Use the animation to help you work out how many lines are needed to draw mystic roses of different sizes.
Imagine starting with one yellow cube and covering it all over with
a single layer of red cubes, and then covering that cube with a
layer of blue cubes. How many red and blue cubes would you need?
A red square and a blue square overlap so that the corner of the red square rests on the centre of the blue square. Show that, whatever the orientation of the red square, it covers a quarter of the. . . .
How could Penny, Tom and Matthew work out how many chocolates there
are in different sized boxes?
Square numbers can be represented as the sum of consecutive odd
numbers. What is the sum of 1 + 3 + ..... + 149 + 151 + 153?
Jo made a cube from some smaller cubes, painted some of the faces of the large cube, and then took it apart again. 45 small cubes had no paint on them at all. How many small cubes did Jo use?
Draw a square. A second square of the same size slides around the
first always maintaining contact and keeping the same orientation.
How far does the dot travel?
This article for teachers describes several games, found on the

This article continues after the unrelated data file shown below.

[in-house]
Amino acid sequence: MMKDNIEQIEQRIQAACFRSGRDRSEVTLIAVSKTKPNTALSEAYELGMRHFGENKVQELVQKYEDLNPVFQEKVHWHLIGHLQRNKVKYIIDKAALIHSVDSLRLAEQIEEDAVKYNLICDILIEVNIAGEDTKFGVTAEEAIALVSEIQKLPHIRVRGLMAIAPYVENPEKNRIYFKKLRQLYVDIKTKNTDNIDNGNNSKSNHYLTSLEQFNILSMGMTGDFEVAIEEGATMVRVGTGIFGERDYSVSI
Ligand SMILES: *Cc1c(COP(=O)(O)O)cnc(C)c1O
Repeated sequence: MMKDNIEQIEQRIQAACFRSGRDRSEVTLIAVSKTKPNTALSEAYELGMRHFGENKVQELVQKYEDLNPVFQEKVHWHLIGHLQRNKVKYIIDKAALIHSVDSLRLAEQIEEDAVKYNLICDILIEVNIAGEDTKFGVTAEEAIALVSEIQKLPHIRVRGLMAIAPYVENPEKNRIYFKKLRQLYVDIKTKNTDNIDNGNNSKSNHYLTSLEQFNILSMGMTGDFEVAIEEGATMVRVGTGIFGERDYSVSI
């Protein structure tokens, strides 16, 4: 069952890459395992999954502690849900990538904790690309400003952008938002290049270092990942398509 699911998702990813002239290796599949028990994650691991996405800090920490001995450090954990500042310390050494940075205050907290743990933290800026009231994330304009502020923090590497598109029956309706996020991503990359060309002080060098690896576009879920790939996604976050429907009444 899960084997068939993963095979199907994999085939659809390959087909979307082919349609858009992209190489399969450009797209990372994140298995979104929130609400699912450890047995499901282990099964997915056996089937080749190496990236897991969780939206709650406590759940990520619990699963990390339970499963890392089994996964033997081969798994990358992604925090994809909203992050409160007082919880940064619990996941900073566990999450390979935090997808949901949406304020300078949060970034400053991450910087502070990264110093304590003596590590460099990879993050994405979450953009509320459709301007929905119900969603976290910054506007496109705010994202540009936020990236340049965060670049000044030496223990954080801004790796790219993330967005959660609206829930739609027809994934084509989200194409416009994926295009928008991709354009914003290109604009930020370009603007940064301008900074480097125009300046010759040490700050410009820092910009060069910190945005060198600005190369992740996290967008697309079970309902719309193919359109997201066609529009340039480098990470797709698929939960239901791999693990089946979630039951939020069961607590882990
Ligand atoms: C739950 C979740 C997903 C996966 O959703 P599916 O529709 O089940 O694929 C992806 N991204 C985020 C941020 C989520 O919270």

site, all of which have a related structure that can be used to
develop the skills of strategic planning.
What would be the smallest number of moves needed to move a Knight
from a chess set from one corner to the opposite corner of a 99 by
99 square board?
An article for teachers and pupils that encourages you to look at the mathematical properties of similar games.
If you can copy a network without lifting your pen off the paper and without drawing any line twice, then it is traversable.
Decide which of these diagrams are traversable.
A game for 2 players
Euler discussed whether or not it was possible to stroll around Koenigsberg crossing each of its seven bridges exactly once. Experiment with different numbers of islands and bridges.
Imagine a large cube made from small red cubes being dropped into a
pot of yellow paint. How many of the small cubes will have yellow
paint on their faces?
Choose a couple of the sequences. Try to picture how to make the next, and the next, and the next... Can you describe your reasoning?